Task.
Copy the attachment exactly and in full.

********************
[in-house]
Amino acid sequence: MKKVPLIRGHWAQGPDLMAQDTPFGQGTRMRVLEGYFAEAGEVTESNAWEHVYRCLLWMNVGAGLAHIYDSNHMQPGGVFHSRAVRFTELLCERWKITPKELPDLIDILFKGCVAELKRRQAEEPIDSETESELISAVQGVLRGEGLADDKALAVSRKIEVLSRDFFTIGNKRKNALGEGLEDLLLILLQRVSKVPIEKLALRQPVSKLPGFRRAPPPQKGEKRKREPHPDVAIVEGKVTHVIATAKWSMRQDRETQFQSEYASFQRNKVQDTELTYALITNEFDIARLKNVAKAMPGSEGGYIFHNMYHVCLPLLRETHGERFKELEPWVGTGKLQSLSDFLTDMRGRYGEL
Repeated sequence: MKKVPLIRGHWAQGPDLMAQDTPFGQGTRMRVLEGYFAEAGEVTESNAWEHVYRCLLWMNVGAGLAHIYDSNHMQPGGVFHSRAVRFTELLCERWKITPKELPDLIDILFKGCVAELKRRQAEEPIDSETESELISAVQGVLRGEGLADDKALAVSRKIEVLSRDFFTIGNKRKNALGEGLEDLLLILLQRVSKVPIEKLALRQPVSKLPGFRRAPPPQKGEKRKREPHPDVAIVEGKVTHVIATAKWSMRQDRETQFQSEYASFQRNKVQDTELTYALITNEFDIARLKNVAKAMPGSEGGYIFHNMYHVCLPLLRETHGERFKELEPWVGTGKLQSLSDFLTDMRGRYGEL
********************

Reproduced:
[in-house]
Amino acid sequence: MKKVPLIRGHWAQGPDLMAQDTPFGQGTRMRVLEGYFAEAGEVTESNAWEHVYRCLLWMNVGAGLAHIYDSNHMQPGGVFHSRAVRFTELLCERWKITPKELPDLIDILFKGCVAELKRRQAEEPIDSETESELISAVQGVLRGEGLADDKALAVSRKIEVLSRDFFTIGNKRKNALGEGLEDLLLILLQRVSKVPIEKLALRQPVSKLPGFRRAPPPQKGEKRKREPHPDVAIVEGKVTHVIATAKWSMRQDRETQFQSEYASFQRNKVQDTELTYALITNEFDIARLKNVAKAMPGSEGGYIFHNMYHVCLPLLRETHGERFKELEPWVGTGKLQSLSDFLTDMRGRYGEL
Repeated sequence: MKKVPLIRGHWAQGPDLMAQDTPFGQGTRMRVLEGYFAEAGEVTESNAWEHVYRCLLWMNVGAGLAHIYDSNHMQPGGVFHSRAVRFTELLCERWKITPKELPDLIDILFKGCVAELKRRQAEEPIDSETESELISAVQGVLRGEGLADDKALAVSRKIEVLSRDFFTIGNKRKNALGEGLEDLLLILLQRVSKVPIEKLALRQPVSKLPGFRRAPPPQKGEKRKREPHPDVAIVEGKVTHVIATAKWSMRQDRETQFQSEYASFQRNKVQDTELTYALITNEFDIARLKNVAKAMPGSEGGYIFHNMYHVCLPLLRETHGERFKELEPWVGTGKLQSLSDFLTDMRGRYGEL